In a speech given in July of 1997, your Foreign Office Minister of State, Mr. Derek Fatchett, expressed the views of the English government towards the Middle East. He expresses the belief in the idea of 'land for peace' established under resolutions 337 and 425. Your stance is that of a neutral party with a great desire to support both sides in an effort to reach final status negotiations for peace. This was made apparent by this comment by Foreign Minister Fatchett: "The Israelis must stop building and other actions aimed at pre-empting the final status talks, and the Palestinians must provide the security cooperation which is their plain duty. The provisions in the Hebron agreement for parallel advances in implementing the Interim Agreement and in Final Status talks must come into it too." You are in full support of the Madrid and Oslo agreements and will not hesitate to condemn any violations of them. Throughout the struggle for peace, you have remained impartial and you have made the commitment to continue in this manner.

After the September 11th terror attacks against the United States, you have been a stalwart ally of the United States. You have sent troops to Afghanistan, and supported America’s quest to remove Saddam Hussein as the leader of Iraq. With little international support and widespread criticism in Western Europe, Britain became a major partner in the War in Iraq and continues to be the United States’ major ally in the war on terror. Unfortunately, the unbridled support you have given to the Bush Administration has led to spiraling popularity for you at home. Your approval rating has dipped to new lows, though you are Britain’s longest serving Prime Minister in two generations. The media and critics have accused you of being Bush’s ‘puppet’ and ridiculed you for being an apologist for the Bush administration.

You have stood up for your decisions and have repeatedly stated that it was based on your convictions and for no other reason. Furthermore, you have pushed the Bush administration to place peace in the Middle East on the agenda at the highest priority. In order to deflect criticism and unpopularity, you have been a strong proponent for a more active role in achieving peace between Israel and Palestine. You have unequivocally denounced the suicide bombings that have ruined the lives of many Israelis and supported Israel’s right to defend itself. Moreover, you criticize the Israeli military for its provocative measures against the Palestinian population and its settlement policies.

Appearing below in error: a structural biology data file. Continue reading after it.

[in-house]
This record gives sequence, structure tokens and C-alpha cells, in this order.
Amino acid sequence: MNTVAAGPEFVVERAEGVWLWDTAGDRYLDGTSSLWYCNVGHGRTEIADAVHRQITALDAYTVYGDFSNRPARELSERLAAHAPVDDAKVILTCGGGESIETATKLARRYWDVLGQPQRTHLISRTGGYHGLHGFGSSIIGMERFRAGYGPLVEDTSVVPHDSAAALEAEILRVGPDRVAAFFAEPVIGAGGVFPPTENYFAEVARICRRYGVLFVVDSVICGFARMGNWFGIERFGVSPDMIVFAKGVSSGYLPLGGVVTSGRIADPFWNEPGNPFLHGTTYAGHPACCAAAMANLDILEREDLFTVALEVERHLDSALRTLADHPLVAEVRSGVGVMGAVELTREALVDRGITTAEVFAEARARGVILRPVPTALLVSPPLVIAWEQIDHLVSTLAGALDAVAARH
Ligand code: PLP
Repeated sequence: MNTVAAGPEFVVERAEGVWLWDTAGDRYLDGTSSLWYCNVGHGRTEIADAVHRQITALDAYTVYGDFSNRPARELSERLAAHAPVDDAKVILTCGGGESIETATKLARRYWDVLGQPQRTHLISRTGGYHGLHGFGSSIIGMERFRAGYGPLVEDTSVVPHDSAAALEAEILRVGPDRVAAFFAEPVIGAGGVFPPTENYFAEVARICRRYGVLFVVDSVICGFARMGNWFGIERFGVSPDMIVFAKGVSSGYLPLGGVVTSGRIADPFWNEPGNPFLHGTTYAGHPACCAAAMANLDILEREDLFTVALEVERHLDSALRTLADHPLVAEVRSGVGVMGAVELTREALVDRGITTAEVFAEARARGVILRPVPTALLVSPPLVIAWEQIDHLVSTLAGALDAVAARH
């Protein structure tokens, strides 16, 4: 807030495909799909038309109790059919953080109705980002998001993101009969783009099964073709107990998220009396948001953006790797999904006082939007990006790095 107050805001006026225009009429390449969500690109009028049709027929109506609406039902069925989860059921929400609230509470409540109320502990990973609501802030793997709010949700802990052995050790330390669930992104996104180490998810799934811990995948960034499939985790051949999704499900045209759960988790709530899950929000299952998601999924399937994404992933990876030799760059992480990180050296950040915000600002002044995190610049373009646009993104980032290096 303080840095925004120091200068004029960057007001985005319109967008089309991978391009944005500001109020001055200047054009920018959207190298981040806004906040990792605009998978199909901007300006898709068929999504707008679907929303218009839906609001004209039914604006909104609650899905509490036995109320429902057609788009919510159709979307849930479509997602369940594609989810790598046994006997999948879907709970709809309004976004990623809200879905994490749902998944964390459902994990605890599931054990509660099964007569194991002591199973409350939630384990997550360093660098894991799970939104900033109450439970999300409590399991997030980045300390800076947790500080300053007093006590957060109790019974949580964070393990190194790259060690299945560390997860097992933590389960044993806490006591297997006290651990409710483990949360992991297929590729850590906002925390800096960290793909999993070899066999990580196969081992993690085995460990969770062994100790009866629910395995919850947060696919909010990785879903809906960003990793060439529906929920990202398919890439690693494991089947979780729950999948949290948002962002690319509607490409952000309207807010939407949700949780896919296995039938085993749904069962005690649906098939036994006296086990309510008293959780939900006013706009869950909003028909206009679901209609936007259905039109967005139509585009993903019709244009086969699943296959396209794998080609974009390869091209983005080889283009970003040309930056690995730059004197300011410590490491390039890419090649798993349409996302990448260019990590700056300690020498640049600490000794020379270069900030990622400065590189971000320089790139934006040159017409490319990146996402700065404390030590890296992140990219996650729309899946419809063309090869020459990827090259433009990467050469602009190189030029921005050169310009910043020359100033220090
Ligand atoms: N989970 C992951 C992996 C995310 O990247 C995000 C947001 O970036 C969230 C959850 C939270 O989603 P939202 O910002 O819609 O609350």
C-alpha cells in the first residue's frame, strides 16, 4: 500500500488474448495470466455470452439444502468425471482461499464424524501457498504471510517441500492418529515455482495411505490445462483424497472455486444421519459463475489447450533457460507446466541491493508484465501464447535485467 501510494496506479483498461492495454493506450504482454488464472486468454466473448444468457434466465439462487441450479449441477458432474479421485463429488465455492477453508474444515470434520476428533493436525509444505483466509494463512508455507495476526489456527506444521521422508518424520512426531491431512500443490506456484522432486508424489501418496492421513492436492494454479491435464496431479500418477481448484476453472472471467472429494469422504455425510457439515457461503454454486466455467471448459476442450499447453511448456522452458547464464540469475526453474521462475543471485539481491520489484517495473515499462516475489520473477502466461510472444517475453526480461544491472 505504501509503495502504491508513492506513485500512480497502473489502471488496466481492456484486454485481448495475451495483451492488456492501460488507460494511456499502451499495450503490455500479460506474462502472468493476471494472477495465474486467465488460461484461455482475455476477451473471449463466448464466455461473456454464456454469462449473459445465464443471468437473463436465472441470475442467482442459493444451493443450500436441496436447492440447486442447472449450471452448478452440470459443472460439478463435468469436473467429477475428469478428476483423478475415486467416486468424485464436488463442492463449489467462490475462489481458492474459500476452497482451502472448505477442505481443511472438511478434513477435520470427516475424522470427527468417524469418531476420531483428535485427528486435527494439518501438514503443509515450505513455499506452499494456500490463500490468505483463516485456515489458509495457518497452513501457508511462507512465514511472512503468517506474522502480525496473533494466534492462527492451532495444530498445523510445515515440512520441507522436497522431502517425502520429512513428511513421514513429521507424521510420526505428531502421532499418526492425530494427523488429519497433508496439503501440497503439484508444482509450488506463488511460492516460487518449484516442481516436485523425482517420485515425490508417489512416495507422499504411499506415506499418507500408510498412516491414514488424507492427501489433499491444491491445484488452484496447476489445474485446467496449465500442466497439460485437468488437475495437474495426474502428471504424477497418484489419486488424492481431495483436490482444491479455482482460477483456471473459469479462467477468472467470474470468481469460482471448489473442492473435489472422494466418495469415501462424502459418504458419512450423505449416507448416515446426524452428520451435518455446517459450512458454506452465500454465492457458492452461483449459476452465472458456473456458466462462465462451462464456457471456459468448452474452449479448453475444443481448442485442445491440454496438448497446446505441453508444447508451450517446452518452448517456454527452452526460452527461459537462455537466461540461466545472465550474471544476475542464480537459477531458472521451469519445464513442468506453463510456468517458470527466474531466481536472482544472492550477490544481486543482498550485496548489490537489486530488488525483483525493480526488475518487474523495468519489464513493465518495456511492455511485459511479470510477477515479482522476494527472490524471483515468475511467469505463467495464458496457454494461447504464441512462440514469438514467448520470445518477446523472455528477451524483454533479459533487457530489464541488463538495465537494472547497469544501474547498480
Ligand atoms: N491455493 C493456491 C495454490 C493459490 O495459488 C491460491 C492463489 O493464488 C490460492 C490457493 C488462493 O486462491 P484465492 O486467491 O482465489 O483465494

Since Bush’s reelection and the death of Yasir Arafat, in addition to Prime Minister Sharon’s disengagement plan to unilaterally withdraw from the Gaza Strip and Northern West Bank, you have been pushing for a return to the negotiating table. As a result, you have planned a peace summit to be hosted in London to bring the parties together in March 2005. The Israeli-Palestinian conflict resonates strongly within Britain’s large Muslim population and being a strong proponent of the peace process has the potential of deflecting anger and unpopularity as a result of the Iraq War and the alliance with the United States. You advocate a stronger, more active role for the United Nations, United States, Britain, and European Union to press both parties to make concessions and go back to the negotiating table.

In 2007, you resigned your post as Prime Minister in favor of your longtime colleague, Gordon Brown. Soon afterwards, you were tapped to take on the challenge of serving as the Quartet's Special Envoy to the Middle East, replacing the American former World Bank Chairman, James Wolfensohn.